Go ahead and add me. As the title of my blog amply demonstrates, I'm one pugnacious s.o.b., an ornery polecat, the stepchild of tarnation, etc. etc. etc.

BTW, whence the "controversy" over Fun Home? Dan Nadel didn't like it, and there was that goofball review on CSBG--"it's only critically acclaimed because she's a lesbian! Pride of Baghdad (!) was so much better!" Who else didn't like it?

Dick Hyacinth said...

"The stepchild of tarnation?" That sounds like something Ray Smuckles would say, which may or may not be a point in your favor. I'll have to pray on this. (BTW, who better to quote than Wimpy when seeking to express these sentiments?)

I was thinking there was more than just those two revies, but I might be wrong. I do remember that one or two other contributors at CSBG chimed in with statements of quasi-agreement. Anyway, I'll try to figure out if I'm actually remembering this correctly or if I'm just aimlessly sowing discord, as per my usual.

A couple more points while we're on the subject: (1) I might be grossly misrepresenting him, but I think Nadel is one of the more prominent examples of a critic who swings way in favor of art (he might claim "form") over writing. I can't complain too much since I have similar tendencies, but it certainly does provide context for his review of Fun Home. (2) Is Pride of Baghdad actually any good? I really dislike what I've read by Vaughan, and I'm under the impression that the most extravagant praise for PoB comes from people who actually think his other comics are insightful and well-written. And I'm always leery of lush painted art in comics. Still I'd hate to miss out on a worthwhile comic due to irrelevant prejudices.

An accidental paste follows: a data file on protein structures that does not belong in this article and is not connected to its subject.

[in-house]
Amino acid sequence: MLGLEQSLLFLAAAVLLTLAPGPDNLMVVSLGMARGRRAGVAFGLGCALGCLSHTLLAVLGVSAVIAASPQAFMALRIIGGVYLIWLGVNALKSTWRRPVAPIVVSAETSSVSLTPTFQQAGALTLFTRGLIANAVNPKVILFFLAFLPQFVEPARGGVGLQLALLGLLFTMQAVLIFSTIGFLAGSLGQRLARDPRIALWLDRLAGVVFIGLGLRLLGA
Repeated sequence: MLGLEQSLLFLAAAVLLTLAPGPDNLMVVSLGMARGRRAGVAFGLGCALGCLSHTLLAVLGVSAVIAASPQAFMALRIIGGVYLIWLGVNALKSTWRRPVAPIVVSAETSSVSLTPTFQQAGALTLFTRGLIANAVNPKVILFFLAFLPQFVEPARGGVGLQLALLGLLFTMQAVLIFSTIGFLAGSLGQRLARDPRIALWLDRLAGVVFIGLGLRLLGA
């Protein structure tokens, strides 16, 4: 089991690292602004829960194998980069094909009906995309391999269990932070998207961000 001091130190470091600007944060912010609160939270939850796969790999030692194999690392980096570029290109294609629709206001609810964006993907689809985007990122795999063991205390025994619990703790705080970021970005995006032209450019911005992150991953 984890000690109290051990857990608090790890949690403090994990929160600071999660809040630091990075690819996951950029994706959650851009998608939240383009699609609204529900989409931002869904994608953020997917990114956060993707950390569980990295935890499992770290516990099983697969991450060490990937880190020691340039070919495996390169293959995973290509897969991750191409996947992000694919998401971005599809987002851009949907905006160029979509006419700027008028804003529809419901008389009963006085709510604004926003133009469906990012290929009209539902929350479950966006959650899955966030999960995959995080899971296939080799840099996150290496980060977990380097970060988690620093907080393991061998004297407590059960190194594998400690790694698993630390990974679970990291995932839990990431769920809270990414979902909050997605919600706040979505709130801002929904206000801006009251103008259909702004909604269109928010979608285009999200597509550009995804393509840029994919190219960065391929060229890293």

Jones, one of the Jones boys said...

"Is Pride of Baghdad" any good?

In Pride of Baghdad, Brian K. Vaughn writes an allegorical tale of the invasion of Iraq, featuring anthropomorphic lions escaped from Baghdad zoo.

It's exactly as good as it sounds.

That said, the art is pretty, at least. And I did rather like Vaughn's Runaways (if nothing else he's done), especially the first series. He does have a knack for the shocking! Final! Page! Cliffhanger!

Dick Hyacinth said...

That description actually sounds like it might be good if it were describing something done by Tezuka or Trondheim or...well, you get the idea.

So is this a "not worth my time" or a "not worth my money" situation? Because I'm fairly certain I could check it out from the library or read it in the cafe section of a chain bookstore or something like that.

Greg said...

I love being a goofball. It's fun.

My point was not to denigrate Fun Home (and if Mr. Jones had bothered to read my ACTUAL review of it, he'd know I thought it was very good) but to wonder how it ended up on top of Time's book of the year list. I may have been wrong about some things (I can admit it) but I still contend that if it had been published in exactly the same way by AiT/Planet Lar or Oni and not by Houghton Mifflin, Time never would have heard of it. I enjoyed it a lot, but I thought there were several graphic novels better than it was, including Pride of Baghdad.